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Research project

Project Office IRP

Programme management of research programme “Strengthening knowledge of and dialogue with the Islamic/Arab world”

Duration
2008  -   2013
Contact
Dennis Janssen
Funding
Ministry of Foreign Affairs, Department of Social Development (DSO/OO)
Partners

Ministry of Foreign Affairs, Department of Social Development (DSO/OO)

From 2008 to May 2013, the Project Office Islam Research Programme (Project Office IRP) coordinated and administered the Dutch Ministry of Foreign Affairs’ research programme ‘Strengthening knowledge of and dialogue with the Islamic/Arab world’, in short, Islam Research Programme on behalf of the Ministry of Foreign Affairs, Department of Social Development (DSO/OO). The IRP Programme facilitated research on contemporary developments in the Muslim world that were relevant to Dutch policy development in the field of international cooperation. As such, the Project Office was in charge of the overall coordination and administration of the research programme.

The Project Office IRP was administered by a consortium of Leiden University (LU) and PricewaterhouseCoopers Advisory (PwC). Within Leiden University, the Project Office IRP was hosted by the Van Vollenhoven Institute for Law, Governance, and Development (VVI).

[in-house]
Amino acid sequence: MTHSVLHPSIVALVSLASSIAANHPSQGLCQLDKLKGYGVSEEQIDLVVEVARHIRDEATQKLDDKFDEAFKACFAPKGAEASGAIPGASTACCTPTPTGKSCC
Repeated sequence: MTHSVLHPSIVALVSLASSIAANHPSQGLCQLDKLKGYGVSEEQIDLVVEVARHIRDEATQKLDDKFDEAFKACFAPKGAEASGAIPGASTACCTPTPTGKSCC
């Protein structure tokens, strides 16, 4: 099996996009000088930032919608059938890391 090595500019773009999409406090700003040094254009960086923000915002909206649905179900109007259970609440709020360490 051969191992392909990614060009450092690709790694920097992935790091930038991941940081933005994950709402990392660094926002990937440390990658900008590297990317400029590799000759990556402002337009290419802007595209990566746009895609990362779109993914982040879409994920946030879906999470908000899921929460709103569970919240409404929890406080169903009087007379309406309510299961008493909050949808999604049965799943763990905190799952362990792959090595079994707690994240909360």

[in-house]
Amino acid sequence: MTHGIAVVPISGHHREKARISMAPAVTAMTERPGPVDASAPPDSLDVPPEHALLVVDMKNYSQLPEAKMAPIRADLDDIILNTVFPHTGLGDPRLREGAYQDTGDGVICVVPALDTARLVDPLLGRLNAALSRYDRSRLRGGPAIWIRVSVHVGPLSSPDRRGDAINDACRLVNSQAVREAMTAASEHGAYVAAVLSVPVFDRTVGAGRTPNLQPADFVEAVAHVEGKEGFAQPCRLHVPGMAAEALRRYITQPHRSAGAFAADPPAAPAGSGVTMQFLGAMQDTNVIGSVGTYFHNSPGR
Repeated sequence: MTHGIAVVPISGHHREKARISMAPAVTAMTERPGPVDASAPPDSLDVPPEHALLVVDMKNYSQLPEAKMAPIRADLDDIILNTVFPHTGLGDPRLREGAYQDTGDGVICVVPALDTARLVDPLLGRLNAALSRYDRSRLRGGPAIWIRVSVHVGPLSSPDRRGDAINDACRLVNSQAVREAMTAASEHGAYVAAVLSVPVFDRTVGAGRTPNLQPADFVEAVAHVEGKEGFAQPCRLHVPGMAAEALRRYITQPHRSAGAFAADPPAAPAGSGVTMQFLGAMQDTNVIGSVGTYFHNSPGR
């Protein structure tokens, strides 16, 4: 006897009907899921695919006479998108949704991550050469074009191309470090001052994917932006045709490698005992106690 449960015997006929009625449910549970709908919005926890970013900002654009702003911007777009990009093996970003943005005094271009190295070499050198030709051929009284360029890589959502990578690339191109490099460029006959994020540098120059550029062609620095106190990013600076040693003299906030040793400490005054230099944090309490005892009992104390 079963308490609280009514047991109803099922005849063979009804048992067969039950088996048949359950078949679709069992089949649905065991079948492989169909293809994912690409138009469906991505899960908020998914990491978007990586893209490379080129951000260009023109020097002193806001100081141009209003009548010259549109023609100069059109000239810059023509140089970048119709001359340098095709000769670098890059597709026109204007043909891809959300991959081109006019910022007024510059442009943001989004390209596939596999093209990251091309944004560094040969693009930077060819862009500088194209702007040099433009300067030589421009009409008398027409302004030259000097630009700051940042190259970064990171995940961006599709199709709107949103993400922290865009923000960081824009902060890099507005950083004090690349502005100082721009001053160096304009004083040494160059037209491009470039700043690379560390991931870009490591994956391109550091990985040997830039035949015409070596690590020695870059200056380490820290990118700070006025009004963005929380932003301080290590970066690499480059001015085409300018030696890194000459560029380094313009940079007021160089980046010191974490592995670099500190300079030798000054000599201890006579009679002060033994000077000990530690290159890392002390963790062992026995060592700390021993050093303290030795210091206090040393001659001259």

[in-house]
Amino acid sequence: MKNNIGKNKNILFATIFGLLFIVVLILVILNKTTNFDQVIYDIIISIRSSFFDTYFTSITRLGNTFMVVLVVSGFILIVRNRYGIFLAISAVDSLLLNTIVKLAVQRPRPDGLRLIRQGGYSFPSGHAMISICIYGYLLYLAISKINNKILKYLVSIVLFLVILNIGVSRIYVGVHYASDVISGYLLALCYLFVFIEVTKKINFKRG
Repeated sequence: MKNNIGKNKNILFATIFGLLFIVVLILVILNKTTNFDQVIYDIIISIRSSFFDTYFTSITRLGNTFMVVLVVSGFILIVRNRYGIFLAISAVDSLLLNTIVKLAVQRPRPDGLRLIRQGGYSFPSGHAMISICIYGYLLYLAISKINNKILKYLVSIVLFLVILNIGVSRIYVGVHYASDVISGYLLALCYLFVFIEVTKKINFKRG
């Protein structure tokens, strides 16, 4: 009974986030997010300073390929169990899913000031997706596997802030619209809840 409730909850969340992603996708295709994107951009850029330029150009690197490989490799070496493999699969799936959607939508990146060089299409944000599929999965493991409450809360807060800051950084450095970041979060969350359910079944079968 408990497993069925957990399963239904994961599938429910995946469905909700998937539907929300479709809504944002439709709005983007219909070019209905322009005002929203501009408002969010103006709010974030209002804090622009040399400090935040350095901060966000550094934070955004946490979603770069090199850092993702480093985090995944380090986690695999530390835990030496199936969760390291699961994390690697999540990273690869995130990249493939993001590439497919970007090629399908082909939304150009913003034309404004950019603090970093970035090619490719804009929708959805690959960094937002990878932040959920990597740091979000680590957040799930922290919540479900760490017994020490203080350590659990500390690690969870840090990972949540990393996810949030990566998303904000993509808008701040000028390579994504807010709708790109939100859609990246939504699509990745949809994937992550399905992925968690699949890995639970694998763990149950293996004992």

Research Programme

The contemporary Muslim world is in motion, and the revival of ‘Islam’ as a political, socio-economic, and religious factor in this part of the world receives a great deal of attention. Within the Dutch Ministry of Foreign Affairs (MFA) and particularly at a number of Dutch Embassies in the Muslim world a need has arisen for more knowledge of societal trends and movements in the Muslim world.

Investing in knowledge of the Muslim world is, considering the developments in relations between Muslim and non-Muslim countries and between Muslims and non-Muslims within countries, of great importance. The increased importance of religion and development in foreign policy further increases the need for this knowledge.The Islam Research Programme catered for this need by matching scholars and Embassies, whereby the former carried out academic research projects that answered questions relevant to policy formation at the diplomatic mission involved. The research projects were implemented by (Dutch) researchers or research institutions, in cooperation with local researchers and in consultation with the Dutch diplomatic missions concerned. Interaction between the diplomatic mission and the researcher were an integral part of the project. Participation of researchers from countries that were part of the Programme have contributed to capacity building in these countries.